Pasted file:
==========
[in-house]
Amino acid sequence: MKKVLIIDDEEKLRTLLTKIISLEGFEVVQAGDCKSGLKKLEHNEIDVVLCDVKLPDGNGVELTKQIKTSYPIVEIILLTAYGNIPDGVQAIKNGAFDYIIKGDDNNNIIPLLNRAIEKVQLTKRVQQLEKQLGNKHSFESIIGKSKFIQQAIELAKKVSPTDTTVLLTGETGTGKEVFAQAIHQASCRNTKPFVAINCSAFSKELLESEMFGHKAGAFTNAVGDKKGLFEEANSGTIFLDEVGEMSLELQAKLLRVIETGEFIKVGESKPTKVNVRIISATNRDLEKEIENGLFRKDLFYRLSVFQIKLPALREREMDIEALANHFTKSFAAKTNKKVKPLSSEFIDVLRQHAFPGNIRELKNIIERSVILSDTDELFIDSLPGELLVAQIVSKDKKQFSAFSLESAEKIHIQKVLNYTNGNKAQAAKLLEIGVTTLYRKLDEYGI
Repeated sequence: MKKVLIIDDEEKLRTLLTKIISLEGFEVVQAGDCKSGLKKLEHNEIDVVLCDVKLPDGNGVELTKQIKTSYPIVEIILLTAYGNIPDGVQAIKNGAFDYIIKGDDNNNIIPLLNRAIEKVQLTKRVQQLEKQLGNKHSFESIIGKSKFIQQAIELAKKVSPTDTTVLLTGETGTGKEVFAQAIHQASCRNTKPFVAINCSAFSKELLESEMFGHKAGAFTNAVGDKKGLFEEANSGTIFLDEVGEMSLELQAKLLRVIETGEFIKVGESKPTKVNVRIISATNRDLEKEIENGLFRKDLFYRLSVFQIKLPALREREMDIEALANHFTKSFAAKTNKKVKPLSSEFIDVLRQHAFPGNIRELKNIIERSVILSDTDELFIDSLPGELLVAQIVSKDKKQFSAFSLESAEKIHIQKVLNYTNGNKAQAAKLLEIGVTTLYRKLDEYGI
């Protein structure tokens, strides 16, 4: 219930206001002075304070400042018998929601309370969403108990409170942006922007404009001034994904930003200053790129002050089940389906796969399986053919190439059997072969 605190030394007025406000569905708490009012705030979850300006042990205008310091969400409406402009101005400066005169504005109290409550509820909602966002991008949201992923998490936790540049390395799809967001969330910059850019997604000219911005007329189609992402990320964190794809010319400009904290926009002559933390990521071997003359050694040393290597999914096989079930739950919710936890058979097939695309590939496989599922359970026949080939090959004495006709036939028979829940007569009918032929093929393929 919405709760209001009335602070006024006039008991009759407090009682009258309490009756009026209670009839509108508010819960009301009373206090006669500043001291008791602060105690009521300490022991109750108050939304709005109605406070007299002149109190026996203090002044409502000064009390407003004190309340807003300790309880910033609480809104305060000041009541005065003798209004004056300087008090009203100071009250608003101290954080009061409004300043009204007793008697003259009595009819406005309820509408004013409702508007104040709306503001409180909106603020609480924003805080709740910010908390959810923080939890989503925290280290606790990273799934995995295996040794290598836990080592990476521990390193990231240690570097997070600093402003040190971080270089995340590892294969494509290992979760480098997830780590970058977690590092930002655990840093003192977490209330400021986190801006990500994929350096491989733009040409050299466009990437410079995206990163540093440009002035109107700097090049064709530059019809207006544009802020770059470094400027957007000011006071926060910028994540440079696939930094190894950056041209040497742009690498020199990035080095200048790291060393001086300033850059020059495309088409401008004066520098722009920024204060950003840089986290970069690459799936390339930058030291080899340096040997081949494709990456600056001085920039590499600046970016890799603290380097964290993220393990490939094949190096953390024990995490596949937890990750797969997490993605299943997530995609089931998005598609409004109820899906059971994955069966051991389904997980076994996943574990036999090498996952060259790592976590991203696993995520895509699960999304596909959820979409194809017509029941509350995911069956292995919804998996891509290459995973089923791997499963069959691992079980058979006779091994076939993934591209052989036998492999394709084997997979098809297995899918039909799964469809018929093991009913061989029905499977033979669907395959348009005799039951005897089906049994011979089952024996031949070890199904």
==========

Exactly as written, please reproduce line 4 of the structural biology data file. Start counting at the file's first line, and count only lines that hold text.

């Protein structure tokens, strides 16, 4: 219930206001002075304070400042018998929601309370969403108990409170942006922007404009001034994904930003200053790129002050089940389906796969399986053919190439059997072969 605190030394007025406000569905708490009012705030979850300006042990205008310091969400409406402009101005400066005169504005109290409550509820909602966002991008949201992923998490936790540049390395799809967001969330910059850019997604000219911005007329189609992402990320964190794809010319400009904290926009002559933390990521071997003359050694040393290597999914096989079930739950919710936890058979097939695309590939496989599922359970026949080939090959004495006709036939028979829940007569009918032929093929393929 919405709760209001009335602070006024006039008991009759407090009682009258309490009756009026209670009839509108508010819960009301009373206090006669500043001291008791602060105690009521300490022991109750108050939304709005109605406070007299002149109190026996203090002044409502000064009390407003004190309340807003300790309880910033609480809104305060000041009541005065003798209004004056300087008090009203100071009250608003101290954080009061409004300043009204007793008697003259009595009819406005309820509408004013409702508007104040709306503001409180909106603020609480924003805080709740910010908390959810923080939890989503925290280290606790990273799934995995295996040794290598836990080592990476521990390193990231240690570097997070600093402003040190971080270089995340590892294969494509290992979760480098997830780590970058977690590092930002655990840093003192977490209330400021986190801006990500994929350096491989733009040409050299466009990437410079995206990163540093440009002035109107700097090049064709530059019809207006544009802020770059470094400027957007000011006071926060910028994540440079696939930094190894950056041209040497742009690498020199990035080095200048790291060393001086300033850059020059495309088409401008004066520098722009920024204060950003840089986290970069690459799936390339930058030291080899340096040997081949494709990456600056001085920039590499600046970016890799603290380097964290993220393990490939094949190096953390024990995490596949937890990750797969997490993605299943997530995609089931998005598609409004109820899906059971994955069966051991389904997980076994996943574990036999090498996952060259790592976590991203696993995520895509699960999304596909959820979409194809017509029941509350995911069956292995919804998996891509290459995973089923791997499963069959691992079980058979006779091994076939993934591209052989036998492999394709084997997979098809297995899918039909799964469809018929093991009913061989029905499977033979669907395959348009005799039951005897089906049994011979089952024996031949070890199904």